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Computer Science & Perl Programming: Best of The Perl Journal Paperback – 14 Nov 2002

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Product details

  • Paperback: 762 pages
  • Publisher: O'Reilly Media; 1 edition (14 Nov. 2002)
  • Language: English
  • ISBN-10: 0596003102
  • ISBN-13: 978-0596003104
  • Product Dimensions: 17.8 x 4.4 x 23.3 cm
  • Average Customer Review: 5.0 out of 5 stars  See all reviews (1 customer review)
  • Amazon Bestsellers Rank: 2,048,332 in Books (See Top 100 in Books)
  • See Complete Table of Contents

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Product Description


The writing in the book is simply good; clear, accurate, intellectually coherent, and warm without being too cute. -- Cameron Laird,, Feb 2003

From the Publisher

The first of three volumes from the archives of The Perl Journal that O'Reilly has exclusive rights to distribute, this book is a compilation of the best from TPJ: 71 articles providing a comprehensive tour of how experts implement computer science concepts in the real world, with code walkthroughs, case studies, and explanations of difficult techniques that can't be found in any other book.

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1 of 1 people found the following review helpful By Nicholas Dunn on 16 Feb. 2004
Format: Paperback
While it's not the best place to come to learn Perl or to learn Computer Science from scratch it does provide a huge amount of fascinating material illustrating all the traditional aspects of a university Computer Science course. It's made up from articles taken from The Perl Journal over a period of five years and so provides a very varied and interesting range of subjects, but it still sits coherently together as a single book.
Anyone learning Perl or seeking a simple guide to the basics would be better advised to start with an introductory text, like the 'Learning Perl' and 'Programming Perl' titles from the same publisher before moving on to this.
In some ways it's similar to the other O'Reilly titles, 'The Perl Cookbook' and 'Mastering Algorithms with Perl'. It follows the same approach of explaining the subject clearly, but in sufficient depth, and providing the relevant Perl code with suggestions on using the code in different situations. It is probably a better choice than the other two titles as it provides in-depth descriptions and explanations similar to the algorithms book along with larger chunks of functional code in the same way as the cookbook. The other advantage is the much larger number of articles and greater depth and breadth of coverage.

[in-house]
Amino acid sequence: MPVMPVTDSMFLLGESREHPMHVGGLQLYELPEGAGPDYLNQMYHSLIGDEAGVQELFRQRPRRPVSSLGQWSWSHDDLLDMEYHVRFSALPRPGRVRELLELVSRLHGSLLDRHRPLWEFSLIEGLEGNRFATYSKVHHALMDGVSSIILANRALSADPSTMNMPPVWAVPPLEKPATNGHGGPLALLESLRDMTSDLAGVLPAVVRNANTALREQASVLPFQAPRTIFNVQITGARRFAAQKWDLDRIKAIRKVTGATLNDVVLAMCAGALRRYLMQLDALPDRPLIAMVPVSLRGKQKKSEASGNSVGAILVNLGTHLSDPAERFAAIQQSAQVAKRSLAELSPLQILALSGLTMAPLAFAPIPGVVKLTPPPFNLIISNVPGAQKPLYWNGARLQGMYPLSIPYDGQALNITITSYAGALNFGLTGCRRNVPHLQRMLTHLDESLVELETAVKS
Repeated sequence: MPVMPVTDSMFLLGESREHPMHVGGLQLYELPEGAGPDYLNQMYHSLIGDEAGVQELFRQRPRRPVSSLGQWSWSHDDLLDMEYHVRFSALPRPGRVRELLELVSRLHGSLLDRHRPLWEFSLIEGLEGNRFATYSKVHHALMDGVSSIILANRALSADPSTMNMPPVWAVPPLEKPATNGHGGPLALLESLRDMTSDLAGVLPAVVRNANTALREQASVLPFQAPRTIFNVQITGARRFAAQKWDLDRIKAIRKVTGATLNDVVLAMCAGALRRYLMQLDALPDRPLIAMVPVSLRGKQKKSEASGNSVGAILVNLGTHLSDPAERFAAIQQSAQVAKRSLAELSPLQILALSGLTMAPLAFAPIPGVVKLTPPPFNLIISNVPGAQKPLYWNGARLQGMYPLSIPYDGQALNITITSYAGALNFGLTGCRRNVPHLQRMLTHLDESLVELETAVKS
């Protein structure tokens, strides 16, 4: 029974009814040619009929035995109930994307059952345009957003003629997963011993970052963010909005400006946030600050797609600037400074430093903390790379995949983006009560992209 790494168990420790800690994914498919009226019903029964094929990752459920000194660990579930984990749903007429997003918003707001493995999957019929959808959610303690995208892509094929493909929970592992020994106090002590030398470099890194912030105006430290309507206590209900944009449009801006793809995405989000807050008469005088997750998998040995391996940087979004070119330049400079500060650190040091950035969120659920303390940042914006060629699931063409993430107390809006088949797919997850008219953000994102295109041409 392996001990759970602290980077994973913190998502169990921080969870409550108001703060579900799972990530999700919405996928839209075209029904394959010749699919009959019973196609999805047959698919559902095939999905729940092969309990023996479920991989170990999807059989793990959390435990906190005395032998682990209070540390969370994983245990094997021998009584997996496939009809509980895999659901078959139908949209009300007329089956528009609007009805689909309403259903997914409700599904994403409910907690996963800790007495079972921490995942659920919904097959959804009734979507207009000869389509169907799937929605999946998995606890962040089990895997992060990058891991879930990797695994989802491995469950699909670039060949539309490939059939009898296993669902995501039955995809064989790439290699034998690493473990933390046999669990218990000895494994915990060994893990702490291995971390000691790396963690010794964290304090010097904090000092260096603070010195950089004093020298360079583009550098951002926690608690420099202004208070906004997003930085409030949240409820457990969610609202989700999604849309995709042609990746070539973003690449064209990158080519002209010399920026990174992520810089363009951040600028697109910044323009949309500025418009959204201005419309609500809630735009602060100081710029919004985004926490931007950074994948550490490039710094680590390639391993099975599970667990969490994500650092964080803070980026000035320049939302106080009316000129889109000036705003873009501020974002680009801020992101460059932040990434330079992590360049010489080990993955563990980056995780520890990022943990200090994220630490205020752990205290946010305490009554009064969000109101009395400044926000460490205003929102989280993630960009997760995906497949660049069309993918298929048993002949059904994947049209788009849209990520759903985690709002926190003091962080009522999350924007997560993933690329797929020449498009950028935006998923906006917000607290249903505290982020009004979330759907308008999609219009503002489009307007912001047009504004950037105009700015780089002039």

The readable style coupled with the range and accuracy of technical information make this a great addition to the Perl programmer's library.
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Most Helpful Customer Reviews on (beta) 7 reviews
17 of 17 people found the following review helpful
Great collection 13 Dec. 2002
By Mark - Published on
Format: Paperback
Computer Science and Perl Programming is a collection of 70-odd articles from The Perl Journal magazine. As the title suggests it focusses on more of the theoretical side of perl. This is the first volume in a series of three books. The second one focusses on web and graphics, and the third one on games and diversions.
CS & PP is divided into seven sections as follows: Beginner Concepts, Regular Expressions, Computer Science, Programming Techniques, Software Development, Networking and Databases. The articles are straight reprints from TPJ and are written by a number of leading perl people such as Larry Wall, Damian Conway, Mark Jason Dominus, etc. Jon Orwant, the publisher of TPJ is the editor for this book.
I haven't finished this book yet but I've greatly enjoyed the articles I've read. A vast array of topics are covered, such as B-Trees, random number generators, benchmarking, makemaker, DBI and even Win32::ODBC and Microsoft Office. There's something for every perl programmer in this book. Highly recommended.
7 of 7 people found the following review helpful
Absolutely lovable and entirely unique 5 Jan. 2005
By Scott D. Walters - Published on
Format: Paperback
The title is misleading in that it doesn't give the full impact of what's going on with this book. This book was written by somnething of a who's-who of the Perl community and it's similiarly a massive aggregation the best applications of nearly all of Perl's features. It's true that it's edited versions of TPJ articles but TPJ has always been hands-on and the feel is more as though the best pages were ripped out of already great Perl books to be arranged and edited into one volume. I urge you to think of this as a book in the vein of Programming Perl but written by everyone but Larry Wall. =)